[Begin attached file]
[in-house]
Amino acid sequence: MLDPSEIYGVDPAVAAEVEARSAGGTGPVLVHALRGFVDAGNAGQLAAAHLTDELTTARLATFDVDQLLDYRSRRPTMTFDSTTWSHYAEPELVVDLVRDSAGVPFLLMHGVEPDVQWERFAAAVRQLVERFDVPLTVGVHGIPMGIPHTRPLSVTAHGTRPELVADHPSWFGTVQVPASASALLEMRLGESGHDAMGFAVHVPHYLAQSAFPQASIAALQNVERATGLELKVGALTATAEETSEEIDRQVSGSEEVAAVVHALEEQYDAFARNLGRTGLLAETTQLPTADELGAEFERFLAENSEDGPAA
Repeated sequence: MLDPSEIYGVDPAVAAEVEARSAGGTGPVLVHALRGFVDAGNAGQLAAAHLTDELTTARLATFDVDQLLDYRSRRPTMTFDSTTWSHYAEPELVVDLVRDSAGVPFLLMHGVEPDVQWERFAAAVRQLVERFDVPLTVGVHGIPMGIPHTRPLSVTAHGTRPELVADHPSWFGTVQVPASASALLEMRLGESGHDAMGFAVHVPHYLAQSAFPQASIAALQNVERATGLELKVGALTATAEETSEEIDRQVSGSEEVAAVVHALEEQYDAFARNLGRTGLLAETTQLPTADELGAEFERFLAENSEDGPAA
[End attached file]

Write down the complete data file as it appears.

[in-house]
Amino acid sequence: MLDPSEIYGVDPAVAAEVEARSAGGTGPVLVHALRGFVDAGNAGQLAAAHLTDELTTARLATFDVDQLLDYRSRRPTMTFDSTTWSHYAEPELVVDLVRDSAGVPFLLMHGVEPDVQWERFAAAVRQLVERFDVPLTVGVHGIPMGIPHTRPLSVTAHGTRPELVADHPSWFGTVQVPASASALLEMRLGESGHDAMGFAVHVPHYLAQSAFPQASIAALQNVERATGLELKVGALTATAEETSEEIDRQVSGSEEVAAVVHALEEQYDAFARNLGRTGLLAETTQLPTADELGAEFERFLAENSEDGPAA
Repeated sequence: MLDPSEIYGVDPAVAAEVEARSAGGTGPVLVHALRGFVDAGNAGQLAAAHLTDELTTARLATFDVDQLLDYRSRRPTMTFDSTTWSHYAEPELVVDLVRDSAGVPFLLMHGVEPDVQWERFAAAVRQLVERFDVPLTVGVHGIPMGIPHTRPLSVTAHGTRPELVADHPSWFGTVQVPASASALLEMRLGESGHDAMGFAVHVPHYLAQSAFPQASIAALQNVERATGLELKVGALTATAEETSEEIDRQVSGSEEVAAVVHALEEQYDAFARNLGRTGLLAETTQLPTADELGAEFERFLAENSEDGPAA